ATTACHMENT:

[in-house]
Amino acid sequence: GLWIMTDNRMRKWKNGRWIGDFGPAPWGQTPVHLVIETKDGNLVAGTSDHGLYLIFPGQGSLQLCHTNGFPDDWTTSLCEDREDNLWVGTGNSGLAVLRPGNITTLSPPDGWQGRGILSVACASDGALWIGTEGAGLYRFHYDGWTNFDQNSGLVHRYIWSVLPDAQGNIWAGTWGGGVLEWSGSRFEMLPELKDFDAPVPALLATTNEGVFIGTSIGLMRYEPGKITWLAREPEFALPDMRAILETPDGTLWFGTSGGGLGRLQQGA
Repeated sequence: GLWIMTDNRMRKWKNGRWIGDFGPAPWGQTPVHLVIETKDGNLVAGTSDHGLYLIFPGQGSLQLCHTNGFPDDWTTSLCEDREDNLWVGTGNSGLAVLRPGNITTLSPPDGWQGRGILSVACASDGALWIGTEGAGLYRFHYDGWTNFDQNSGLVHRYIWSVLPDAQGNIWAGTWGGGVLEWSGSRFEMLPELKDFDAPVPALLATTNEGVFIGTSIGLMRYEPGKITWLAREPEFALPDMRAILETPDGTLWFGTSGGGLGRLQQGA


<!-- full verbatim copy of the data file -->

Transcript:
[in-house]
Amino acid sequence: GLWIMTDNRMRKWKNGRWIGDFGPAPWGQTPVHLVIETKDGNLVAGTSDHGLYLIFPGQGSLQLCHTNGFPDDWTTSLCEDREDNLWVGTGNSGLAVLRPGNITTLSPPDGWQGRGILSVACASDGALWIGTEGAGLYRFHYDGWTNFDQNSGLVHRYIWSVLPDAQGNIWAGTWGGGVLEWSGSRFEMLPELKDFDAPVPALLATTNEGVFIGTSIGLMRYEPGKITWLAREPEFALPDMRAILETPDGTLWFGTSGGGLGRLQQGA
Repeated sequence: GLWIMTDNRMRKWKNGRWIGDFGPAPWGQTPVHLVIETKDGNLVAGTSDHGLYLIFPGQGSLQLCHTNGFPDDWTTSLCEDREDNLWVGTGNSGLAVLRPGNITTLSPPDGWQGRGILSVACASDGALWIGTEGAGLYRFHYDGWTNFDQNSGLVHRYIWSVLPDAQGNIWAGTWGGGVLEWSGSRFEMLPELKDFDAPVPALLATTNEGVFIGTSIGLMRYEPGKITWLAREPEFALPDMRAILETPDGTLWFGTSGGGLGRLQQGA